THE TWIN WHO DIDN’T WANT TO BE FOUND
REAL life Meet the April Fool’s Day twins who’ve been playing hide and seek since before they were born…
Wh e n 29- yearold Anri Conradie and her husband Herman (36) decided to start trying for a baby, everything went according to script. Anri soon noticed pregnancy symptoms, and was doing well under the care of her GP, Dr Stander, in Lephalale in Limpopo. For five months of a happy, healthy first pregnancy, everything was so far, so straightforward.
In December 2015, Anri had a fall and consulted her GP in Alberton, south of Johannesburg, while she was visiting family, just to set her mind at ease. They listened to the baby’s heartbeat on a foetal Doppler listening device (he didn’t have an ultrasound machine in his rooms) – and still, all seemed well.
TWO OF A KIND
Back home in Lephalale, Dr Stander performed a routine ultrasound, and hesitated – “I see a mirror image,” she said. An X-ray followed, and it was clear: the Conradie “baby” was actually twins! There was a second baby, a boy, hiding behind his sister.
“At this point, Dr Stander handed me over to a gynaecologist due to the potential complications of a twin pregnancy,” remembers Anri. “I agreed to deliver the babies by c-section at the Pretoria-east Hospital, under the care of gynaecologist Dr Kobus Verwoerd.”
WHERE IS HE?
Anri, a quality administrator at General Electric, was finishing up some work from her mom-in-law’s home in Johannesburg when she felt her waters break. She was 33 weeks pregnant and had been trying to keep her twins inside for as long as possible – but it was clear today was D-day. The date? 1 April 2016, funnily enough, and coincidentally also dad Herman’s birthday.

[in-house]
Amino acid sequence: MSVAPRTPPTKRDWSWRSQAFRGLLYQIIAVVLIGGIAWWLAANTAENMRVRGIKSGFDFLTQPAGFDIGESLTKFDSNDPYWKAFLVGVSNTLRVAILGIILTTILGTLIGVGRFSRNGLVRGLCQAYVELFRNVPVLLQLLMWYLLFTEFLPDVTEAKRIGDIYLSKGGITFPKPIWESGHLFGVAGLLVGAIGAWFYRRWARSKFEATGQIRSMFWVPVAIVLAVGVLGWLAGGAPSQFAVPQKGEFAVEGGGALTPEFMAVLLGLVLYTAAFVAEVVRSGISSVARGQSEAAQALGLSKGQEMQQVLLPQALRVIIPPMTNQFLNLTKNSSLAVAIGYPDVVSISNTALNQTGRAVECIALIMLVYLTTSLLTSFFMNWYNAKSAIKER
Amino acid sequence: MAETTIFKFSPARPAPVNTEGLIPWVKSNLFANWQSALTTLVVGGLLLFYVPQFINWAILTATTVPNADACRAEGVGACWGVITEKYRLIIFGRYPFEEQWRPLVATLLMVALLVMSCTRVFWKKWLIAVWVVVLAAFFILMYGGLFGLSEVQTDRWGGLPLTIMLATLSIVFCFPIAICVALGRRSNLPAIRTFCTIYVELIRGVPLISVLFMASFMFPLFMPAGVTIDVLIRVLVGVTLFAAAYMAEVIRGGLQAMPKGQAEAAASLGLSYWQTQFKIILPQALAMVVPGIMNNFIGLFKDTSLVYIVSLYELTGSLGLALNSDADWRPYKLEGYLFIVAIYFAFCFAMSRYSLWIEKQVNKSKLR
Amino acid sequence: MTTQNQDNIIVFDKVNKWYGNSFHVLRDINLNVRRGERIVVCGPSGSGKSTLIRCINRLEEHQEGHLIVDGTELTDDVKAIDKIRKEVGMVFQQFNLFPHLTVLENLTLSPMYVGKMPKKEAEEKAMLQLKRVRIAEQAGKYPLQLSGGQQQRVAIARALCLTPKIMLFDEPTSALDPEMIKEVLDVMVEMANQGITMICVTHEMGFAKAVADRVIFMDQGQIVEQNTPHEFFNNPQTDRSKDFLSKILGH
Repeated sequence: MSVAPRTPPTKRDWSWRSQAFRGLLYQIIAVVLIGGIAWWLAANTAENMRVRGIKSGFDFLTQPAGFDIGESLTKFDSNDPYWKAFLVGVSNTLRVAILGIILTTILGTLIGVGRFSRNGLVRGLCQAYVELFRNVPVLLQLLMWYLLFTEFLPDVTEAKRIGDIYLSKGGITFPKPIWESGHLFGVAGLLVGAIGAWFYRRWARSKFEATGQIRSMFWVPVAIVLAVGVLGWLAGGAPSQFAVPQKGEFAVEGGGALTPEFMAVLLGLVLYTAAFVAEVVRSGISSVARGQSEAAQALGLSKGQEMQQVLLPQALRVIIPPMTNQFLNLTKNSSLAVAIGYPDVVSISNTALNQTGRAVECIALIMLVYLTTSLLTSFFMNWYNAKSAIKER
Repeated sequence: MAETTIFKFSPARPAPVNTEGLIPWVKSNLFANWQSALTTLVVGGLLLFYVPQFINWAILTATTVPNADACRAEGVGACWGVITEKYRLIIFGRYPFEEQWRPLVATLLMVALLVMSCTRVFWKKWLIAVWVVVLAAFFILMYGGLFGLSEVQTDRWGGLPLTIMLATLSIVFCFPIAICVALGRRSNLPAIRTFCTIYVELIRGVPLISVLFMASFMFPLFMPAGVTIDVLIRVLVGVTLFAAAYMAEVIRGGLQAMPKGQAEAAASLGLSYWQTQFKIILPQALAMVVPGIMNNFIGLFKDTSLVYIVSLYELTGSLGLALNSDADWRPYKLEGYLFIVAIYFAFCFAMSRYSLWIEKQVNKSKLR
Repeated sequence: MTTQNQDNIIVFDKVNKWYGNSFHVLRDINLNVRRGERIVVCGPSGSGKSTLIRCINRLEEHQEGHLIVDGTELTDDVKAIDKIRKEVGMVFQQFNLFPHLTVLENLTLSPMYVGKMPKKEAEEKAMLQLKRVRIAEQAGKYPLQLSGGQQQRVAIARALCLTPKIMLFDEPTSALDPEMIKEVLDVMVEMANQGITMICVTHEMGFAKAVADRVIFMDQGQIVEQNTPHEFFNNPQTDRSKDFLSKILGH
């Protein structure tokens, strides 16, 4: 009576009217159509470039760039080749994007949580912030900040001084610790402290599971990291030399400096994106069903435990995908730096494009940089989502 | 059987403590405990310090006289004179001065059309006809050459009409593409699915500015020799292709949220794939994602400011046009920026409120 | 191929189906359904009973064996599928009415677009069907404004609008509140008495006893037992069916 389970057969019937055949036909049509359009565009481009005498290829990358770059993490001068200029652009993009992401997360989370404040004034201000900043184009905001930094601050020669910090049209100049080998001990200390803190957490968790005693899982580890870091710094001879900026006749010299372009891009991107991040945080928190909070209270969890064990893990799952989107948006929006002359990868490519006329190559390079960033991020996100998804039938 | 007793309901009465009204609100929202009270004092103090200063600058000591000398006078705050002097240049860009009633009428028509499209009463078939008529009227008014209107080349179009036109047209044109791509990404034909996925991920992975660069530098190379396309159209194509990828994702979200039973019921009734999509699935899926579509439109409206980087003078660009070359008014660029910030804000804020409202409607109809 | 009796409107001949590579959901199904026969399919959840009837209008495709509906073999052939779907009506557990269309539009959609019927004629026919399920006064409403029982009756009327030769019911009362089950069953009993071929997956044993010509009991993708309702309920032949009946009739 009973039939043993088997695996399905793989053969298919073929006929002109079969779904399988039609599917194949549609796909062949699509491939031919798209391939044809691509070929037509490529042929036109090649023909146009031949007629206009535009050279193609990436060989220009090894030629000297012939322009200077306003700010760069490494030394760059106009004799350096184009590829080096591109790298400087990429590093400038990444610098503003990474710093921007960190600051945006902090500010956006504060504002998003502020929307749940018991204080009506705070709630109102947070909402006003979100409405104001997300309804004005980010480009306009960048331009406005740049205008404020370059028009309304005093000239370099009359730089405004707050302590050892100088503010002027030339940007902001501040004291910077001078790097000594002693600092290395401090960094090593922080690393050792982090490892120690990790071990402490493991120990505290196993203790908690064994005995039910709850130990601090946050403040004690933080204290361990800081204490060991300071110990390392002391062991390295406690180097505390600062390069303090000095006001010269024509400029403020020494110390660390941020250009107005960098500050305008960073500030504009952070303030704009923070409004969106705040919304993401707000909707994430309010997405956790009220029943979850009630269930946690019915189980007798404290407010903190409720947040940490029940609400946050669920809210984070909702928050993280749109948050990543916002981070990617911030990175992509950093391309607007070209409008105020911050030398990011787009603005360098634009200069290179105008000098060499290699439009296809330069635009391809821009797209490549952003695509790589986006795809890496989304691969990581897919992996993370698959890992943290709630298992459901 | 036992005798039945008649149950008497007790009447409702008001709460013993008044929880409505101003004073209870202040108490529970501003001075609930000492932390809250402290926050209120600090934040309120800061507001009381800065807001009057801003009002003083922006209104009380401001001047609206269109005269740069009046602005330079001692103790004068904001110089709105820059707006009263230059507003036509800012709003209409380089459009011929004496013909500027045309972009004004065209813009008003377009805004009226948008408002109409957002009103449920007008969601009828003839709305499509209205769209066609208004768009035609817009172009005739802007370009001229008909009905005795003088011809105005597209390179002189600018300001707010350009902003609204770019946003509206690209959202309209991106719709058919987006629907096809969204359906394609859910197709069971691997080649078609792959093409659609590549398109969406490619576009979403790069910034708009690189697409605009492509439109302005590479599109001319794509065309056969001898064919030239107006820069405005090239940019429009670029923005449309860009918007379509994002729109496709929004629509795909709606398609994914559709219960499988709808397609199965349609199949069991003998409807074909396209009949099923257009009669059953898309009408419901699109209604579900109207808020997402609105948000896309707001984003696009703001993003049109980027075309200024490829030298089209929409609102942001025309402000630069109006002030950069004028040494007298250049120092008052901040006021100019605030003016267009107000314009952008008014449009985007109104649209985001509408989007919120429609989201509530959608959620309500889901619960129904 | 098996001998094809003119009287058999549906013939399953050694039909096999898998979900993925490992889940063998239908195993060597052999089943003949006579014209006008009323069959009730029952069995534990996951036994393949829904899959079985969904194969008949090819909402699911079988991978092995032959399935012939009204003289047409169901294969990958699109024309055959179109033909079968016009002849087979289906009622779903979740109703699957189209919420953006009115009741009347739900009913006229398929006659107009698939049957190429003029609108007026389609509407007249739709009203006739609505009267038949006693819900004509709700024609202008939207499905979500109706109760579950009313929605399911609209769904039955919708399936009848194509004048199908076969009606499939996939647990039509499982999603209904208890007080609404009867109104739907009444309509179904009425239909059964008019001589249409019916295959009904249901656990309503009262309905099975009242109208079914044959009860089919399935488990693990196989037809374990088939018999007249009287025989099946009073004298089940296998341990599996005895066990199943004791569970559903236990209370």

Anri was soon prepped for her c-section. An incision was made, a bit of pushing and
This is how Anri discovered she has a very rare sort of uterus, called a bicornuate uterus. While her uterus “ends” in one single cervix, at the top it is split into two very distinct horns. And to make her case rarer still, each “horn” is attached to an ovary and Fallopian tube of its own. When she ovulated, Anri’s body released two eggs into two entirely separate locations, where they waited to be fertilised by two separate sperm cells (up to four days apart, as this is how long sperm can survive in a woman’s body). “In a way, I had a double pregnancy rather than a twin pregnancy,” says Anri. “The babies did not share an amniotic sac, and they didn’t even share (the same part of) a uterus either.”
Genetically, of course, PW and Miané are non-identical twins. They are fraternal or dizygotic twins, meaning that two zygotes, made from one egg and one sperm each, grew at the same time in the same mother.
The one-in-five-million Conradie babies spent a month in neonatal ICU catching up on their growth, but are now safely back at home in Lephalale. They are thriving, blissfully unaware of the April Fool’s pranks they played on their parents and doctors before their birth! YB